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Girl in a Coma comes alive
By Alan Sculley
Special to the Caller-Times
Friday, May 29, 2009

CORPUS CHRISTI — If ever a band deserved some slack for its youth when it first came on the national music scene, it would be San Antonio’s Girl In A Coma.

Nina Diaz, the group’s songwriter, leader singer and guitarist, was 19 when the band’s first CD, “Both Before I’m Gone,” was released. Many of her songs had been written when she was younger than that.

The band, which also includes Diaz’s older sister Phanie (drums) and Jenn Alva (bass), plays House of Rock on Thursday.

Still, the promising debut featured a killer single in the rocking “Clumsy Sky.” Other punky songs such as “Say,” “In The Background” and “Mr. Chivalry,” if a bit rough around the edges, had multi-faceted dimensions that suggested Girl In A Coma was only beginning to find its feet musically.

And now with the release of the second Girl In A Coma CD, “Trio B.C.,” the promise of the first CD was no illusion. Diaz has absorbed new musical influences (Sonic Youth and ‘90s alternative rock among them), and growth in her songwriting makes for an album that suggests Girl will be a force on the modern rock scene for years to come.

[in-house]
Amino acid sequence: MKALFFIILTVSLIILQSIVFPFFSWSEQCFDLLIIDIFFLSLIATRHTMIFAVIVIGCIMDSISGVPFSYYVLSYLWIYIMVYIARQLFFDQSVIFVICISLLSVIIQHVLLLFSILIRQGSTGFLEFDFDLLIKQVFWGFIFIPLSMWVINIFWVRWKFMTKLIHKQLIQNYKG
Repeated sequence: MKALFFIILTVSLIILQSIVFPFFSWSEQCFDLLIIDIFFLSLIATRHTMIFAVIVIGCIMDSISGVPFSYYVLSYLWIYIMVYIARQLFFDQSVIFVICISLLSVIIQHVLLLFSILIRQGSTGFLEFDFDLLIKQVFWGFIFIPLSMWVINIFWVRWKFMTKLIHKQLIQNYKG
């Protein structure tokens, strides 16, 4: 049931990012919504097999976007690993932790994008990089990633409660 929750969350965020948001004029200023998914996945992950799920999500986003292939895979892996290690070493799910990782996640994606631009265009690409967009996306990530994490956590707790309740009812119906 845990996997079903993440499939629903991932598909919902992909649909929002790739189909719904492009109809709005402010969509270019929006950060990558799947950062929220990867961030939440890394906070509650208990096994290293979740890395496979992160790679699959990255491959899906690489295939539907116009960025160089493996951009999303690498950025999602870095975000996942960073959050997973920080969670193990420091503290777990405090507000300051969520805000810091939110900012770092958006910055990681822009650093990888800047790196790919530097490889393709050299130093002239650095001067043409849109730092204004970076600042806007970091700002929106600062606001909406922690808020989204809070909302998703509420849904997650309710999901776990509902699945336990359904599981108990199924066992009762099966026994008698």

“The first album was songs I wrote from 13 to 18, so that’s a lot of time and experiences and growing up and messing up and fixing things,” she said.

“I wanted to really listen to what I was doing and let it flow and find beauty in other music around and all types of music and incorporate it somehow into what I was writing and somehow turn it into something new.”

“Trio B.C.” has songs (such as “Static Mind” and “Joannie In The City”) that live up to both the style and the standard set by “Clumsy Sky.” But it is also a more diverse and ambitious effort. “Slaughter Lane” has a rockabilly kick, while the band’s pop instincts shine in songs like the tart and catchy “Empty Promise” and the shimmering “In The Day,” the latter of which has a bit of an R&B tinge in its peppy tempo. Overall, the playing is considerably more polished and tight.

Diaz is pleased to have a second album of material to mix in with the group’s earlier songs in its live show and said Girl’s music has grown tighter on stage.

“I definitely think we’ve gotten a lot more comfortable with ourselves and with our instruments,” she said. “So it definitely shows on stage.”